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Old 17-11-2009, 11:37   #16
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Typically, you get what you pay for. That is not to say that there are not some great deals out there. But how much are you willing to pay for your mind being at ease? Best of luck,
Spencer
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Old 17-11-2009, 11:59   #17
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I would not rule it out, if the price is right. I would look at the photos, talk to whoever repaired it, and be sure in my own mind that it was repaired as good as or better than new. But once I was happy with that, why not? It's just fiberglass. It's easy to repair it right. If it was just glassed over they would never have mentioned it to you.

As far as it taking from one year into the next to repair it...down here you can easily wait months for some parts depending upon where they have to come from and how much you want to pay for shipping. A mast, for example, might come by boat from timbuktu. Maybe some parts came that were wrong and had to go back and wait for the right ones...etc.
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Old 17-11-2009, 17:45   #18
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Good advice all. The broker has not replied to my communication. He is probably following this thread with dismay.

Tks,
Bill
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Old 20-11-2009, 22:30   #19
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If the boat is on the east coast or in the Caribbean and "damaged in 2004" then it most likely is a Hurricane Ivan boat. Over 600 boats were damaged during that storm and the repairs, were probably extremely sub-standard. I know because I was there at the time and watched many boats being put back together the "wrong way" - cheap and quick. So take the advice of others above and stay away from any such boat. And for any boat with a "low price" find out where it was during those years. Boats are sold "as is, where is" which means after you plunk down your money, the history and all its problems are now yours.
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Old 21-11-2009, 04:07   #20
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A good fiberglass repair can and often is the strongest part of an older boat.......the question is what is your purpose for the boat...ie sailing accross the pacific in hurricane season or coastal cruising? The ask yourself if you will be able to sleep at night with the repair....on your chosen adventure. If its a good repair...( that probably means asking a fiberglass boat builder what he thinks....) i'd have no problem wiht it.
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Old 21-11-2009, 05:43   #21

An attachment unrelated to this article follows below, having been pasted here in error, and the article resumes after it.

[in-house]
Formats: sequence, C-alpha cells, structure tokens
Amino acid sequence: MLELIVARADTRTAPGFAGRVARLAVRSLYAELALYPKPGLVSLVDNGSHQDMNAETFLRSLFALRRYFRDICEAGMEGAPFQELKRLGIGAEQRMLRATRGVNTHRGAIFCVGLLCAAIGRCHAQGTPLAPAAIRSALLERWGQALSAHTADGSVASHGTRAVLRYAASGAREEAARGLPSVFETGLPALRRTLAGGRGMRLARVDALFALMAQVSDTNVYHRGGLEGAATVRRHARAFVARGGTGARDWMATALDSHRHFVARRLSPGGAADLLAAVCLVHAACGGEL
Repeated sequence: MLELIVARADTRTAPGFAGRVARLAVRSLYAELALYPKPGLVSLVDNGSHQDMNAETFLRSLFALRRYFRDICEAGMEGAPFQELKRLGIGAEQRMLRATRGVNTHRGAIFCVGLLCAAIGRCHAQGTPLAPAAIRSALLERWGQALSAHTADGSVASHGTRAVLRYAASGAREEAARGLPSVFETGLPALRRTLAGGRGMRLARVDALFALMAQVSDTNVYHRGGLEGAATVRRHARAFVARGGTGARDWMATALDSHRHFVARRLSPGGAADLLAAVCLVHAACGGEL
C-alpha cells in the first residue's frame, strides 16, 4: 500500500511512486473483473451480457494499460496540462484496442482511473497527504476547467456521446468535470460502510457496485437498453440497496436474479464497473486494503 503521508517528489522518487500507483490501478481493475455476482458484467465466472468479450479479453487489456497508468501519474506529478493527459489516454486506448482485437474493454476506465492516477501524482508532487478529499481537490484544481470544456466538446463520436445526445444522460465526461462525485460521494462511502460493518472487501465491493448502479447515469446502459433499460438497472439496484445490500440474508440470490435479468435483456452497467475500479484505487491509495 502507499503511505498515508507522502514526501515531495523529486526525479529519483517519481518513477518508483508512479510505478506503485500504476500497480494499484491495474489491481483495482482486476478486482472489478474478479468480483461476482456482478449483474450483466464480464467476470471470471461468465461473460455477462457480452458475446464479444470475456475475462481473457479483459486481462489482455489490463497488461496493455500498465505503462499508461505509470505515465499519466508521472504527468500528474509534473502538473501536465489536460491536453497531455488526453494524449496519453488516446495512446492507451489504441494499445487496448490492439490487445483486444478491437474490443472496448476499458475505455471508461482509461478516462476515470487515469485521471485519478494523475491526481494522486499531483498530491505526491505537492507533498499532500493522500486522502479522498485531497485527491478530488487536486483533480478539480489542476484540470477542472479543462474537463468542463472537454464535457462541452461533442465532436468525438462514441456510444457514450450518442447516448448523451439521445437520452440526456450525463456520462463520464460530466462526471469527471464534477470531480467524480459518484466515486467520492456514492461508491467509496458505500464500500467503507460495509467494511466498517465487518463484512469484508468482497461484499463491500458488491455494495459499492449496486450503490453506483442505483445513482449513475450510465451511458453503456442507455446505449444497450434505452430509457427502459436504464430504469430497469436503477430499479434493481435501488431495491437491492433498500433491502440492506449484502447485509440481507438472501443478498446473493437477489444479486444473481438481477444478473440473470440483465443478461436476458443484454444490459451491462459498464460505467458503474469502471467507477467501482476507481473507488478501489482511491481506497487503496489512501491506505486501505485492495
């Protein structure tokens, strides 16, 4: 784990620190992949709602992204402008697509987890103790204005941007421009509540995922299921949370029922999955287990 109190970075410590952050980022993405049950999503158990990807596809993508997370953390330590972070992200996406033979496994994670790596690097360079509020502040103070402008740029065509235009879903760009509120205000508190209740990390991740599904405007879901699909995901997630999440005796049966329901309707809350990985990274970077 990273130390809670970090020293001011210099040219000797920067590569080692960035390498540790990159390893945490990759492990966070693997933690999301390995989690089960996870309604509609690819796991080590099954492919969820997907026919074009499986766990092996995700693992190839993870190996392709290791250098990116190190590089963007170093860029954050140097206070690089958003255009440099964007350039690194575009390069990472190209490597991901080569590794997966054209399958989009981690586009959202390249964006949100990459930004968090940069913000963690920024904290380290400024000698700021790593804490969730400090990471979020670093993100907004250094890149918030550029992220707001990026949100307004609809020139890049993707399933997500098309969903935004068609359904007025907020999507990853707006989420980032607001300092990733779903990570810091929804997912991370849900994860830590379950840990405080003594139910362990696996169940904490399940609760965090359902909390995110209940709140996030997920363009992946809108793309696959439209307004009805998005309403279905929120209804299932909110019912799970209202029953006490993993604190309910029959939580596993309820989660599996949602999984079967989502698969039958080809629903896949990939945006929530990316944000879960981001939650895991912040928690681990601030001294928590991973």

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Quote:
Originally Posted by sailingaway221 View Post
A good fiberglass repair can and often is the strongest part of an older boat.....
- - Very true in and of itself but with a major asterisk attached - The quality of the repair and the knowledge & skill of the "glass man" is critical to making the statement being true. For instance, with brick or concrete block buildings, the composition of the mortar and techniques of laying up the brick/block makes the difference between a "3 piggies proper brick hut and a straw-quality hut."
- - With FRG, there is an additional requirement to know how the various glass fiber matt, roving, or fabmat orientation reacts to stress imposed by standing rigging and other stresses placed on the hull. Knowledge of resins and resin to glass ratios can make the difference between a better than new repair and a repair that will break away/separate from the original hull during the first storm as sea.
- - I have watched the repairs made at yards in the Caribbean and even in some yards in the USA and shake my head as I know that repair is destined for failure and loss of the vessel. The workers are hired off the street and have no interest in or knowledge of how to do the reconstruction correctly. And unfortunately after the repair is finished and the boat is painted, there is no way to know if the job was done properly or "slap-dash." The owners are normally in a hurry to get rid of the boat and recover whatever money they can get.
- - So unless you really know the history of a repaired FRG boat it can be very risky to take such a boat out of sight of land. But just like ferro-cement boats knowing the history and how the boat was put or put back together can make all the difference between a fabulous good deal and a disaster waiting to happen.
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Old 21-11-2009, 21:58   #22
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The broker still has not responded.

I wonder if they've sold it.

If so, I wonder if the buyier is following this thread?

The saving was probably 20% over a undamaged boat. Of course, there is no garauntee that a boat sold as pristine does not have hidden damage.

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